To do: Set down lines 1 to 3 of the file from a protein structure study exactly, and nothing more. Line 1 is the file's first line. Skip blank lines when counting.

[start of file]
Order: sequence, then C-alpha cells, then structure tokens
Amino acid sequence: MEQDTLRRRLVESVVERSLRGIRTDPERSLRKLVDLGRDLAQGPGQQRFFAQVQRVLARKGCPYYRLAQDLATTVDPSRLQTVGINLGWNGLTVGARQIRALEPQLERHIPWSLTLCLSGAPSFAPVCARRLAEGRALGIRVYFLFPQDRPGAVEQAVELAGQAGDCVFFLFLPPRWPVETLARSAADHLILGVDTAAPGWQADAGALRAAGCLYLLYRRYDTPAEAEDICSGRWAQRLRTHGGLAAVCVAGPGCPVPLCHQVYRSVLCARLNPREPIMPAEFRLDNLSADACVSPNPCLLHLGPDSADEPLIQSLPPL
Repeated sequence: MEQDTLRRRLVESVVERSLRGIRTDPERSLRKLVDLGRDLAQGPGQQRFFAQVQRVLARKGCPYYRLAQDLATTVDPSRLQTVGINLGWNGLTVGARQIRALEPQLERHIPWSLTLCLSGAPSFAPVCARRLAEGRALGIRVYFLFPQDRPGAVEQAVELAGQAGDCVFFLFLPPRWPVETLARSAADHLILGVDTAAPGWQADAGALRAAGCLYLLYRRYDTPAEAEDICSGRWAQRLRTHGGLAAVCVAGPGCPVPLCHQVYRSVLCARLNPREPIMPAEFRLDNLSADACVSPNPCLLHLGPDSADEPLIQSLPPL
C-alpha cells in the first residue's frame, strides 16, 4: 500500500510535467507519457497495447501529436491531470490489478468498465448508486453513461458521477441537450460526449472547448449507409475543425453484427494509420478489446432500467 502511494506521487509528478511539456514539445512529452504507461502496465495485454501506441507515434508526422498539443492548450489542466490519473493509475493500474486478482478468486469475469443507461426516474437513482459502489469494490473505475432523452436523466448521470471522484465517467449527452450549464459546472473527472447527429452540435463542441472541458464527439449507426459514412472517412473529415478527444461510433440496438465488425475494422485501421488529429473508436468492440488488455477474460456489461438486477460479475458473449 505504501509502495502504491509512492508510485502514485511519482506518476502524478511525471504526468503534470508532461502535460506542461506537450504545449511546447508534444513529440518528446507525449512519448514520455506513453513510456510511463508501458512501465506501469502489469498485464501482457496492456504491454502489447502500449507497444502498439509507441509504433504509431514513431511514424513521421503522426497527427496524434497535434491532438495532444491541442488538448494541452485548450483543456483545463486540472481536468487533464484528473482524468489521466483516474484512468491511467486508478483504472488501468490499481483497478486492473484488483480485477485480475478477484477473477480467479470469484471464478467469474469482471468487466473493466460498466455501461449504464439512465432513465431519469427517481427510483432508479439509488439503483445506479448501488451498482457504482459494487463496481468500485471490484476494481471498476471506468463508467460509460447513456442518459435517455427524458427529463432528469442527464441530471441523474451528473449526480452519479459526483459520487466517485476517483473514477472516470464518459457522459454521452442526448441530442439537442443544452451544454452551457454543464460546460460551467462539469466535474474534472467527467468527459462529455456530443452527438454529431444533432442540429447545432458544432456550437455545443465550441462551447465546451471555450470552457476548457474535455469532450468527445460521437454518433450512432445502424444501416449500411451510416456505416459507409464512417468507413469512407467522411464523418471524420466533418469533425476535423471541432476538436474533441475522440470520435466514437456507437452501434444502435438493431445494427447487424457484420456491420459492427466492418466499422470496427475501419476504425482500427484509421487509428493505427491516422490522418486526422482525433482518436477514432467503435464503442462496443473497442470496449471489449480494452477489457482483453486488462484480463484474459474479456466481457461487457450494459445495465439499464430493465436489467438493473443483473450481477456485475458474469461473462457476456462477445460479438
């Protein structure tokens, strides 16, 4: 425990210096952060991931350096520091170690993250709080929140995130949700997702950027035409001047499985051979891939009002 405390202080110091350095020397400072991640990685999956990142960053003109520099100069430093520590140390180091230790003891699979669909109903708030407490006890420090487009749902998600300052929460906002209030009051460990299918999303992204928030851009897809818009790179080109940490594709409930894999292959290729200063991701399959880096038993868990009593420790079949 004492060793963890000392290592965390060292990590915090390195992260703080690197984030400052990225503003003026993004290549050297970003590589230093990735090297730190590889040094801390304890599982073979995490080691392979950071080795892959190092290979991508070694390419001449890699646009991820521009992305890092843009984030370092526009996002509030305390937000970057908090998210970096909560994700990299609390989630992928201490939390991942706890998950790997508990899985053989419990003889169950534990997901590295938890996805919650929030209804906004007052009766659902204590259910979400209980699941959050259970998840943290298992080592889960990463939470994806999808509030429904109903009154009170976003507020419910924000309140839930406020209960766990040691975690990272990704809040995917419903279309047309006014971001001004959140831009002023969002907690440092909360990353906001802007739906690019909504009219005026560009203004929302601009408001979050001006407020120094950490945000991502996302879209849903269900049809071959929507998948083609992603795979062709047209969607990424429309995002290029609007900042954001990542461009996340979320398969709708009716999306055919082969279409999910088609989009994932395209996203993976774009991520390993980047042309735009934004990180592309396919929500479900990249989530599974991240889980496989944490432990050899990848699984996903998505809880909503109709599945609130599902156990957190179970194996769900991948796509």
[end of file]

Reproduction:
Order: sequence, then C-alpha cells, then structure tokens
Amino acid sequence: MEQDTLRRRLVESVVERSLRGIRTDPERSLRKLVDLGRDLAQGPGQQRFFAQVQRVLARKGCPYYRLAQDLATTVDPSRLQTVGINLGWNGLTVGARQIRALEPQLERHIPWSLTLCLSGAPSFAPVCARRLAEGRALGIRVYFLFPQDRPGAVEQAVELAGQAGDCVFFLFLPPRWPVETLARSAADHLILGVDTAAPGWQADAGALRAAGCLYLLYRRYDTPAEAEDICSGRWAQRLRTHGGLAAVCVAGPGCPVPLCHQVYRSVLCARLNPREPIMPAEFRLDNLSADACVSPNPCLLHLGPDSADEPLIQSLPPL
Repeated sequence: MEQDTLRRRLVESVVERSLRGIRTDPERSLRKLVDLGRDLAQGPGQQRFFAQVQRVLARKGCPYYRLAQDLATTVDPSRLQTVGINLGWNGLTVGARQIRALEPQLERHIPWSLTLCLSGAPSFAPVCARRLAEGRALGIRVYFLFPQDRPGAVEQAVELAGQAGDCVFFLFLPPRWPVETLARSAADHLILGVDTAAPGWQADAGALRAAGCLYLLYRRYDTPAEAEDICSGRWAQRLRTHGGLAAVCVAGPGCPVPLCHQVYRSVLCARLNPREPIMPAEFRLDNLSADACVSPNPCLLHLGPDSADEPLIQSLPPL